All income was declared on both UK and France tax returns, but there was no double-taxation - on our wage we paid only UK NI, not French cotisations. I know others contributing here think it is more complicated than this - we’ve touched on this before on SurviveFrance - but this is how it worked for us, for a decade until quite recently.
The only unusual thing about our work was that it was not in either France or the UK - our company contracts were almost all from various third countries, mainly in Eastern Europe, Asia and Africa, apart from a little teaching at UK universities.
Geof, the issue is where were you physically when you did the work that earned your wage? So may not be the same situation as the original poster. The link that Elsie posted above shows quite clearly that the OP needs to regularise her position carefully.
You were UK resident first and then moved to France, right? So you had a NI number and you kept being on the UK payroll.
The difference with me is that I do not have a NI number, so not sure if doing it that way (small salary + dividends, which is what we agreed upon with my UK accountant) would be ok.
Also, since I don’t have (and cannot have) a NI number, my time worked for the UK company might not be counted towards retirement pension time in France.
I’ve gotten in touch with Shreeve Hallam Jones so I hope to get it sorted soon.
If I remember correctly from our meetings with the accountant when we started the company in 2018, at least in our case, that is not an issue.
Our Ltd. operates only in UK. All customers are from UK, operations are phisically held there, since it is a piano school (not online). Also, my sister who holds 50% of the company lives there (and has been living there for the last 10 years). If I remember correctly, what made the difference is that all the decisions had to be made in the UK (board meetings, stuff like that?).
But I think best is to get expert advice as every case is different.
Yes, sounds as if you need specific advice. Just do make sure you ask lots of questions about your position working on French soil, and get them to back this up with factual official information.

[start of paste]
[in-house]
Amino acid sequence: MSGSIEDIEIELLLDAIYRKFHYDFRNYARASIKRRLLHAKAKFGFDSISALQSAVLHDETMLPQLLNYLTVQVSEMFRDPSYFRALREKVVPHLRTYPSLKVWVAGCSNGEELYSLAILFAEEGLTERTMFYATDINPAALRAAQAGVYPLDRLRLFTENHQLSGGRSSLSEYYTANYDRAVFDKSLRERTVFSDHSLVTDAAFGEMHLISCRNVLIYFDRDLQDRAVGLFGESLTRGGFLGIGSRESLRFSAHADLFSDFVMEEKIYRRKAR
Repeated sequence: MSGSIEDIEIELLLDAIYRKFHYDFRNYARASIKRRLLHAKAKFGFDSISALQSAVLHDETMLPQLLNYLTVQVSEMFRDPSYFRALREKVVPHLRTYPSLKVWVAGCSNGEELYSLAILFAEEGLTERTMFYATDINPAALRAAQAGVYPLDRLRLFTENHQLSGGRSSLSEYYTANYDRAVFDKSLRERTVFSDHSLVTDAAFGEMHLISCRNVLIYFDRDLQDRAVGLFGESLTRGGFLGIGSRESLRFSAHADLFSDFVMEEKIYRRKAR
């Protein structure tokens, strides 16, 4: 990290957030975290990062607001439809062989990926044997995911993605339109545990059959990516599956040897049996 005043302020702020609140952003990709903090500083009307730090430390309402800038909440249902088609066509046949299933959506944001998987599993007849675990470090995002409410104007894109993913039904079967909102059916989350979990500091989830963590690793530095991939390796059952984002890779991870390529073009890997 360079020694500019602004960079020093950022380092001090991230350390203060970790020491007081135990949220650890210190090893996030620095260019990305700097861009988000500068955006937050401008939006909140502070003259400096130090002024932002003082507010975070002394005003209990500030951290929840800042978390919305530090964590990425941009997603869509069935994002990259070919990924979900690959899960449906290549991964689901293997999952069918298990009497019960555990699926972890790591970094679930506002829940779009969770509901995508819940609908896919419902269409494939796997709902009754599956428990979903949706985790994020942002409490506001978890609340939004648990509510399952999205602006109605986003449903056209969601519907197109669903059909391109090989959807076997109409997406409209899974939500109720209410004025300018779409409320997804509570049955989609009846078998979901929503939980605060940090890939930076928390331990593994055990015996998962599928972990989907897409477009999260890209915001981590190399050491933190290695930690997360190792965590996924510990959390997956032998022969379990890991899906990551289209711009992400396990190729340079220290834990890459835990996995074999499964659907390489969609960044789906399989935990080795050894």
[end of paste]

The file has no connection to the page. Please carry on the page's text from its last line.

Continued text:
I think quite straightforward to ensure the company remains UK based etc, but a Director actually working from here is different.
Thanks @JaneJones, that’s what I am looking for. I’ve read tons of links from uk gov, french URSSAF, accountants articles, had discussions with my UK accountant, but there are many questions that I can’t get answered like that. I’ve got a list of questions ready and depending on the answers to those I might have more questions coming.
I do not recall it being so very complicated.
As far as employment, social security and personal taxation is concerned it seemed to me the central issue to resolve was whether you fall under French or UK tax and social security law. This as you say is ascertained by asking a series of questions looking at the specific details of your situation. Normally it is pretty black and white, particularly if you live and work in the same country as seems to be the case here, I do not see why there is a doubt. It is more complicated if you live in one country and work in a different country or if you work in more than one country. Then once you are clear on that, everything else falls into place, you simply follow the rules.
Indeed - the accountants I linked are very expert in these complexities and will know (the article linked by Elsie is interesting, but does contain a fair few ‘maybe-s’).
For us, there was no simple answer to the question ‘where were you physically when you did the work?’ It was an international training and consultancy business, so very different from Elena’s.
It would be impossible to answer the question of ‘where?’ in our case - it would be a list of dozens of countries, changing constantly and often many at the same time! (It was not unusual for me teach say a training course over a week or two in some country, but at the same time work on projects in several others - very frustrating when you’re in some beautiful city but have to stay in your hotel room and work because you have to prepare for next week when you’ll be somewhere else entirely.) Some of the work (research, preparation, etc) was undoubtedly done in France - but no trading was done here - the income sources were all other countries - which might be the crucial thing.
But the issue is, where you are, physically, when you do the work. If you are sitting in a hotel room in Italy working on a project in China, you are working in Italy.
This is relevant to company taxation but not to personal taxation, surely? You are employed by the company and the company pays you a salary. The sources of the company’s money out of which it pays salaries, is irrelevant to employees,